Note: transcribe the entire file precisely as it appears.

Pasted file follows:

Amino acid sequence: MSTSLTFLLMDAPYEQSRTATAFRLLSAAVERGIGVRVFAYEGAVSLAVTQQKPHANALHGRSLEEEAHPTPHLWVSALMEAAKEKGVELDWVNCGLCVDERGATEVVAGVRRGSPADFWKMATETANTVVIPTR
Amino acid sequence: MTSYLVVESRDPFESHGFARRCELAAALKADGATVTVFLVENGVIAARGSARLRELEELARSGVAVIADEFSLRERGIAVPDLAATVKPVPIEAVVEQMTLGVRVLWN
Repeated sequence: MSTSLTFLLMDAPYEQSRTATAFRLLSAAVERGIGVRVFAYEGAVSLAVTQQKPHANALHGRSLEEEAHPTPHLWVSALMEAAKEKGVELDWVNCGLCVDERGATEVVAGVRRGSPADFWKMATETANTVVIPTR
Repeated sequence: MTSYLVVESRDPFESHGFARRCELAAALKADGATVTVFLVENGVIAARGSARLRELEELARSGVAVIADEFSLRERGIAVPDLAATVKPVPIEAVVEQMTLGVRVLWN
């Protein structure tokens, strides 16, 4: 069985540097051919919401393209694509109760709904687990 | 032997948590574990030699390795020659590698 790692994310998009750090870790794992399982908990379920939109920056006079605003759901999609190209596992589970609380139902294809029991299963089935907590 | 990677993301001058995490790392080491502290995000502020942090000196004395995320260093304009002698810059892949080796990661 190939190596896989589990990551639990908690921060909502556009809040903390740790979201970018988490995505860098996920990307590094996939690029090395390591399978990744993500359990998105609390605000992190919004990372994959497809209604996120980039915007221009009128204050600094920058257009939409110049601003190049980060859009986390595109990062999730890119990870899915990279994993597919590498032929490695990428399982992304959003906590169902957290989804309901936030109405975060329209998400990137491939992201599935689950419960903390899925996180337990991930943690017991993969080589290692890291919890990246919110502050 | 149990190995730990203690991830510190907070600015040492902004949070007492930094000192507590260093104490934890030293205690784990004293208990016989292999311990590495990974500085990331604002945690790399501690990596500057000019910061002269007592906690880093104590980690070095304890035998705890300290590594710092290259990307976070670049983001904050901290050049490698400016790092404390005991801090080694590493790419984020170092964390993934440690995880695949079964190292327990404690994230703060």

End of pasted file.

Amino acid sequence: MSTSLTFLLMDAPYEQSRTATAFRLLSAAVERGIGVRVFAYEGAVSLAVTQQKPHANALHGRSLEEEAHPTPHLWVSALMEAAKEKGVELDWVNCGLCVDERGATEVVAGVRRGSPADFWKMATETANTVVIPTR
Amino acid sequence: MTSYLVVESRDPFESHGFARRCELAAALKADGATVTVFLVENGVIAARGSARLRELEELARSGVAVIADEFSLRERGIAVPDLAATVKPVPIEAVVEQMTLGVRVLWN
Repeated sequence: MSTSLTFLLMDAPYEQSRTATAFRLLSAAVERGIGVRVFAYEGAVSLAVTQQKPHANALHGRSLEEEAHPTPHLWVSALMEAAKEKGVELDWVNCGLCVDERGATEVVAGVRRGSPADFWKMATETANTVVIPTR
Repeated sequence: MTSYLVVESRDPFESHGFARRCELAAALKADGATVTVFLVENGVIAARGSARLRELEELARSGVAVIADEFSLRERGIAVPDLAATVKPVPIEAVVEQMTLGVRVLWN
């Protein structure tokens, strides 16, 4: 069985540097051919919401393209694509109760709904687990 | 032997948590574990030699390795020659590698 790692994310998009750090870790794992399982908990379920939109920056006079605003759901999609190209596992589970609380139902294809029991299963089935907590 | 990677993301001058995490790392080491502290995000502020942090000196004395995320260093304009002698810059892949080796990661 190939190596896989589990990551639990908690921060909502556009809040903390740790979201970018988490995505860098996920990307590094996939690029090395390591399978990744993500359990998105609390605000992190919004990372994959497809209604996120980039915007221009009128204050600094920058257009939409110049601003190049980060859009986390595109990062999730890119990870899915990279994993597919590498032929490695990428399982992304959003906590169902957290989804309901936030109405975060329209998400990137491939992201599935689950419960903390899925996180337990991930943690017991993969080589290692890291919890990246919110502050 | 149990190995730990203690991830510190907070600015040492902004949070007492930094000192507590260093104490934890030293205690784990004293208990016989292999311990590495990974500085990331604002945690790399501690990596500057000019910061002269007592906690880093104590980690070095304890035998705890300290590594710092290259990307976070670049983001904050901290050049490698400016790092404390005991801090080694590493790419984020170092964390993934440690995880695949079964190292327990404690994230703060």